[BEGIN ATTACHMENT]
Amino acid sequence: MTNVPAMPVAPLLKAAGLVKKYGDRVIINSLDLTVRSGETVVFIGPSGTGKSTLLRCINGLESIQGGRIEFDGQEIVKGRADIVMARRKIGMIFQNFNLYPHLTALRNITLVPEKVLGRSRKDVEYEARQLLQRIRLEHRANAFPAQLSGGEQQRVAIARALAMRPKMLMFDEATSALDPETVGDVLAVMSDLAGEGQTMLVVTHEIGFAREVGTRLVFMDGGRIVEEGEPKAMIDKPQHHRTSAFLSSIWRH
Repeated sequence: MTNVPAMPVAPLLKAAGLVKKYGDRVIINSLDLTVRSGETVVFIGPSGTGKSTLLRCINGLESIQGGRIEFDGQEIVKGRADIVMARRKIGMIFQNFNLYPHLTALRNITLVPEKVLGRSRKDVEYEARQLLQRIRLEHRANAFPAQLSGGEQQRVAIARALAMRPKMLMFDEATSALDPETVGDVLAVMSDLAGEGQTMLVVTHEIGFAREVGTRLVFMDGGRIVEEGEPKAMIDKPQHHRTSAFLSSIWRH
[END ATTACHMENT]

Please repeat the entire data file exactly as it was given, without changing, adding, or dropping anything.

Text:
Amino acid sequence: MTNVPAMPVAPLLKAAGLVKKYGDRVIINSLDLTVRSGETVVFIGPSGTGKSTLLRCINGLESIQGGRIEFDGQEIVKGRADIVMARRKIGMIFQNFNLYPHLTALRNITLVPEKVLGRSRKDVEYEARQLLQRIRLEHRANAFPAQLSGGEQQRVAIARALAMRPKMLMFDEATSALDPETVGDVLAVMSDLAGEGQTMLVVTHEIGFAREVGTRLVFMDGGRIVEEGEPKAMIDKPQHHRTSAFLSSIWRH
Repeated sequence: MTNVPAMPVAPLLKAAGLVKKYGDRVIINSLDLTVRSGETVVFIGPSGTGKSTLLRCINGLESIQGGRIEFDGQEIVKGRADIVMARRKIGMIFQNFNLYPHLTALRNITLVPEKVLGRSRKDVEYEARQLLQRIRLEHRANAFPAQLSGGEQQRVAIARALAMRPKMLMFDEATSALDPETVGDVLAVMSDLAGEGQTMLVVTHEIGFAREVGTRLVFMDGGRIVEEGEPKAMIDKPQHHRTSAFLSSIWRH